Microwave Wattage Converter

Created by Luciano Mino
Reviewed by Steven Wooding
Last updated: Sep 28, 2022

Our microwave wattage converter easily allows you to input the cooking times at a given power from the food's label and obtain the resulting cooking time for a different microwave.

Microwave food 🍲 is often packaged with a label that says what power you should cook it at and for how long. The problem arises when your microwave doesn't draw the same amount of power as the one used in the recipe. In that situation, you need some kind of microwave time converter.

Within this short text, you will learn:

  • How to find your microwave's wattage;
  • How to convert microwave cooking times; and
  • How you can obtain a microwave time conversion chart from two different wattages with our tool; and more.

How does a microwave heat?

Microwaves heat by rotating the polar molecules inside the food through EM waves and producing heat through friction. This effect is called dipolar polarization.

In dipolar polarization, the polar molecules inside the dielectric (such as water) align themselves with the magnetic field (see why in our magnetic dipole moment calculator). Since the magnetic field is alternating, the molecules will rotate back and forth, colliding with others, thus producing heat.

Microwaves emit electromagnetic waves at ∼2.45 GHz and are rated in watts (joules per second), the higher the wattage, the more energy the microwave transmits as EM waves.

How do I convert microwave cooking times?

To convert microwave cooking times:

  1. Multiply the food's label cooking time (in seconds) by the wattage required.
  2. Now divide this product by your microwave's wattage.
  3. The result will be the time (in seconds) it will take your microwave to cook the food.

By doing this, we're matching the energy transmitted by the label's device and your microwave.

See how to convert between energy units and power units with our energy conversion calculator and power converter.

Using the microwave wattage converter and its microwave time conversion chart

To use the microwave wattage converter, follow these steps:

  1. Check the food's label for wattage used and cooking time.
  2. Find your microwave wattage (you can check the FAQ section to learn how to find your microwave's wattage).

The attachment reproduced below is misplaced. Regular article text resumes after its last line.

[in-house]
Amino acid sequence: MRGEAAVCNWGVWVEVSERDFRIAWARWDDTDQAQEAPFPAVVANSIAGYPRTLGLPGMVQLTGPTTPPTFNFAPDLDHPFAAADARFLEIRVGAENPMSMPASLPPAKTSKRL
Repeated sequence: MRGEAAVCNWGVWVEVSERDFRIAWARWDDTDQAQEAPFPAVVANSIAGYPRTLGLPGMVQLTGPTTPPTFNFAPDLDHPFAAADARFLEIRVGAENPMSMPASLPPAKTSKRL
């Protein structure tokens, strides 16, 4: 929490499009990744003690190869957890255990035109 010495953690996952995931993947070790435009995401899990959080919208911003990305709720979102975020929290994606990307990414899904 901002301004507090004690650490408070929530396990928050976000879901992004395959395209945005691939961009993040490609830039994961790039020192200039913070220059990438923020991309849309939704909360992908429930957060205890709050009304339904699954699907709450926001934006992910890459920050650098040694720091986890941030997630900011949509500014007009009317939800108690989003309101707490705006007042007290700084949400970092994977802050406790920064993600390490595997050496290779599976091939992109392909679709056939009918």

3. Now input the recipe's cooking time and wattage on the 'Food label info' section and your microwave's wattage on the following section.
  4. The resulting cooking time for your microwave should now be visible in the 'Your microwave' section (you can see how our tool essentially acts as a microwave time converter).
  5. You can select if you would like to see a microwave time conversion chart between the two wattages for a list of predetermined times.

Keep in mind that while microwaves penetrate through food, the exterior surface is heated faster than the interior one. The outside surface cooks the interior surface through heat transfer.

So, suppose you're using a higher wattage microwave than the one needed for the recipe. In that case, you should consider lowering the microwave's intensity and cooking for longer times to avoid burning the exterior while undercooking the interior.

FAQ

How do I find my microwave's wattage?

You can find your microwave's wattage printed on a label on the exterior or interior of the door. If it's not, check the product's manual.

Is a higher wattage microwave better?

A higher wattage microwave is not necessarily better. It will produce more power and cook things faster than a lower wattage microwave. But this increase in speed might not be suitable for cooking meat, which needs a slower-paced chemical reaction to occur to be fully cooked.

Does a 1000 watt microwave need a dedicated circuit?

Yes, a 1000 watt microwave will benefit from a dedicated circuit. While it would possibly work on any outlet, you will be better off installing a separate circuit for your kitchen appliances.

Luciano Mino
Food label info
Wattage
1000 W
For
min
sec
Your microwave
Wattage
500 W
For
min
sec
Time chart
Show time conversion chart?
No
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